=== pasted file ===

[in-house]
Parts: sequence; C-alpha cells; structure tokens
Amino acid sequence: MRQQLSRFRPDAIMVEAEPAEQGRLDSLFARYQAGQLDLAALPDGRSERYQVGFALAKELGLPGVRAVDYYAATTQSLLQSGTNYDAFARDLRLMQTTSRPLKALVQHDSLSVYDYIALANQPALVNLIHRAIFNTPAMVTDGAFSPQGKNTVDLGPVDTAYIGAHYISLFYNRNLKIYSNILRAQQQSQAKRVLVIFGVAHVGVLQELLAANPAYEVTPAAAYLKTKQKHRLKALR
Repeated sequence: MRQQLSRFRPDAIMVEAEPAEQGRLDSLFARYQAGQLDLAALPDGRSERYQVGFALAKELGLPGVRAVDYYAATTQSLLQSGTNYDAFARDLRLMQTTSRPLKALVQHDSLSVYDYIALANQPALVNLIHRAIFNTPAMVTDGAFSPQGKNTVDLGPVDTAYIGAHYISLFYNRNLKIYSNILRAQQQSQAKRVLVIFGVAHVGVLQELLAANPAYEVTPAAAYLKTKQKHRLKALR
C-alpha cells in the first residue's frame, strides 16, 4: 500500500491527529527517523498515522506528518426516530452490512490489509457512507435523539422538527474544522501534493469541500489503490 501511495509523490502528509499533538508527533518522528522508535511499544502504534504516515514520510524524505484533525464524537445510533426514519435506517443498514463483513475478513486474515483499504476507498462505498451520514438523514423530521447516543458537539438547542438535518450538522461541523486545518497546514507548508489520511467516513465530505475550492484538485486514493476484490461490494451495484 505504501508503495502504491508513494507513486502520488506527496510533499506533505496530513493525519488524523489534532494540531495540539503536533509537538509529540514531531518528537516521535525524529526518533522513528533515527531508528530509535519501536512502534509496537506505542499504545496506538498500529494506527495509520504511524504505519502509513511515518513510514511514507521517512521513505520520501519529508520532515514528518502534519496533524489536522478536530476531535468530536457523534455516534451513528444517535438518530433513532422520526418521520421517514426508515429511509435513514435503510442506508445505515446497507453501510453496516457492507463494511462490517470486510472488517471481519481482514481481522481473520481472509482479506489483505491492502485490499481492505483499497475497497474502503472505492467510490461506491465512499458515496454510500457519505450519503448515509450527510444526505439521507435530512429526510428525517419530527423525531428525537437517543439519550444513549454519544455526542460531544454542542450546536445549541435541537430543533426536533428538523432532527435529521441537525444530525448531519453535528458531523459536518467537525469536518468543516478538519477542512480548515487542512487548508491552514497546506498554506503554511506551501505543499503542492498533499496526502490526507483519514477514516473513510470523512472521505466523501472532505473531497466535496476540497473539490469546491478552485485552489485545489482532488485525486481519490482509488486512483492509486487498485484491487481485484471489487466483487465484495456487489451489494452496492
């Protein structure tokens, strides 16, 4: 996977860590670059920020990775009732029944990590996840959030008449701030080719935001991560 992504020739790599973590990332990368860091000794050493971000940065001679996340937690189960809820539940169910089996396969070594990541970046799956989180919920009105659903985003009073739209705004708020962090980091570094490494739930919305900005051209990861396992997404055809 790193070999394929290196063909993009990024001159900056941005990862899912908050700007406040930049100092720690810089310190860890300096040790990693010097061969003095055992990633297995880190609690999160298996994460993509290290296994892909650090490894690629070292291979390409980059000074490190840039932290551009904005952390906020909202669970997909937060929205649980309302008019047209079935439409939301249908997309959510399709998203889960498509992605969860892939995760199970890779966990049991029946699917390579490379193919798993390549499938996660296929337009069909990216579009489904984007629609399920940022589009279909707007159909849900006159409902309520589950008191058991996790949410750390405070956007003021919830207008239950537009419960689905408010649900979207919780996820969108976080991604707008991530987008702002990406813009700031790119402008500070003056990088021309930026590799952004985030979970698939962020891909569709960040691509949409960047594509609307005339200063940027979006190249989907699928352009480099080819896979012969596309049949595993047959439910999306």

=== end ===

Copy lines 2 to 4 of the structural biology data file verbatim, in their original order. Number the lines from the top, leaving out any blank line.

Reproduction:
Parts: sequence; C-alpha cells; structure tokens
Amino acid sequence: MRQQLSRFRPDAIMVEAEPAEQGRLDSLFARYQAGQLDLAALPDGRSERYQVGFALAKELGLPGVRAVDYYAATTQSLLQSGTNYDAFARDLRLMQTTSRPLKALVQHDSLSVYDYIALANQPALVNLIHRAIFNTPAMVTDGAFSPQGKNTVDLGPVDTAYIGAHYISLFYNRNLKIYSNILRAQQQSQAKRVLVIFGVAHVGVLQELLAANPAYEVTPAAAYLKTKQKHRLKALR
Repeated sequence: MRQQLSRFRPDAIMVEAEPAEQGRLDSLFARYQAGQLDLAALPDGRSERYQVGFALAKELGLPGVRAVDYYAATTQSLLQSGTNYDAFARDLRLMQTTSRPLKALVQHDSLSVYDYIALANQPALVNLIHRAIFNTPAMVTDGAFSPQGKNTVDLGPVDTAYIGAHYISLFYNRNLKIYSNILRAQQQSQAKRVLVIFGVAHVGVLQELLAANPAYEVTPAAAYLKTKQKHRLKALR